Glasgow & West Scotland

Campbeltown Picture House returned to former glory

Auditorium of restored Campbeltown Picture House Image copyright Getty Images
Image caption The cinema's original features have been restored, including the "wee houses" on either side of the screen

One of Europe's most historic cinemas has been returned to its former glory after a £3.5m restoration.

The Picture House in Campbeltown, designed by celebrated cinema designer Albert V Gardner, first opened in 1913.

The distinctive art nouveau building by the banks of Campbeltown Loch was one of the first purpose-built cinemas in Britain.

It is set to reopen to the public within the next few weeks but the opening date is still to be confirmed.

The first pictures have now been released of the interior of the cinema - which replicates the way it looked after a refurbishment in 1935.

Designer Gardner, who studied architecture at The Glasgow School of Art between 1901 and 1905, was invited back to Campbeltown 20 years later to modernise the cinema's interior. He followed the "atmospheric" style which was popular at the time.

Image copyright Getty Images

Atmospheric cinema interiors transported audiences to exotic places such as European courtyards or gardens. The ceilings were often painted with starry skies or wispy floating clouds while other elements included trellises, balconies and painted trees.

Gardner embellished Campbeltown Picture House with a blue sky with moving white clouds projected across it, and two plasterwork buildings (known locally as the "wee houses") on either side of the screen. The effect was to give the auditorium the ambiance of a Mediterranean courtyard.

These special features have been meticulously restored with other elements of the original design such as the art deco lights recreated by contemporary craftspeople.

Few of these atmospheric cinemas now survive with Campbeltown Picture House being the only example left in Scotland and one of only a handful in Europe.

The cinema celebrated its centenary in 2013 but closed a year later while efforts to secure its refurbishment continued.

Image copyright Getty Images
Image copyright Getty Images

The £3.5m has come from a number of sources including the Heritage Lottery Fund, the Scottish and UK governments and other public agencies. There have also been private donations and local fundraising.

For the past 30 years, the cinema has been run by Campbeltown Community Business.

Chairman Jane Mayo said: "We are incredibly proud to have such an historically-significant building here in Campbeltown and delighted to have been able to restore it to its original glory.

"Campbeltown Picture House is unusual in that the original architect was also responsible for the later upgrade of the cinema, creating a unique combination of art nouveau exterior and atmospheric interior."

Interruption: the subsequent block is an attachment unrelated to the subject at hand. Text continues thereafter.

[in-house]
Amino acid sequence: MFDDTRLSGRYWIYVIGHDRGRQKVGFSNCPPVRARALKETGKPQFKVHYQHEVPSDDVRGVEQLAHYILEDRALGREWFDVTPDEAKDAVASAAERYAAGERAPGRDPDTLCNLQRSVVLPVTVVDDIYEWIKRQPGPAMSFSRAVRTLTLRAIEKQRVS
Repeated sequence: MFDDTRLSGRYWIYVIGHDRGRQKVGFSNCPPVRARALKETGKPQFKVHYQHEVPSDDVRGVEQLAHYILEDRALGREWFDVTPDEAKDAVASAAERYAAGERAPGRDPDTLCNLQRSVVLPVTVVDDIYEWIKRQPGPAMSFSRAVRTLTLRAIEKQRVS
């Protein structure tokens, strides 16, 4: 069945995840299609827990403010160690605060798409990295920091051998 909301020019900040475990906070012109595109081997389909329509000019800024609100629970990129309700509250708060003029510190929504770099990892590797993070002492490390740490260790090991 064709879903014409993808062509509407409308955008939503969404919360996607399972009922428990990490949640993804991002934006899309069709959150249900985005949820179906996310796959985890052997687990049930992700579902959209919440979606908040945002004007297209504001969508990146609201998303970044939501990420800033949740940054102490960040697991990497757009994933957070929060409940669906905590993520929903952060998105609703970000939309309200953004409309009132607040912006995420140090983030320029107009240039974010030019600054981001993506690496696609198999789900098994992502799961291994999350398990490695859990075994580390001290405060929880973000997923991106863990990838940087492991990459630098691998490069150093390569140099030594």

She said the restoration was based on detailed archival research.

Image copyright Getty Images
Image copyright Getty Images
Image caption Clouds painted on the ceiling and art deco lights are features of the auditorium

"Among the elements of 1935 design that have been reinstated are the repainted ceiling, the colour scheme for the "wee houses", specially made art deco lights and indeed the return of the historically popular 'love seats'," she said.

Lucy Casot, head of the Heritage Lottery Fund in Scotland, said: "The Picture House has provided Campbeltown with a centre for entertainment for the last 100 years. "It's very exciting to have a glimpse of it, as magnificent as it was the day it first opened its doors.

"Thanks to National Lottery funding, it won't be long until the restoration of this well-loved building is complete so that it can once again takes its cultural role in the community bringing joy to all those who visit it."

In recent years several other projects have played a part helping to regenerate Campbeltown and the surrounding area which had suffered years of economic decline.

Image copyright The Picture House
Image caption The Picture House was opened to the public for the first time in May 1913 and was modernised 20 years later

Two derelict hotels have been reopened, a new golf course built and the town hall and other nearby buildings restored.

A seasonal ferry service to Ardrossan has also been established to provide an alternative to the long road journey to Glasgow.

The hope is that the restored Picture House could help attract more tourists to the area.

Although it will re-open within the next few weeks, an official opening ceremony is expected to take place nearer the tourist season.

There is also a plan for a special festival next spring to help raise its national profile.

More on this story

Related Internet links

The BBC is not responsible for the content of external Internet sites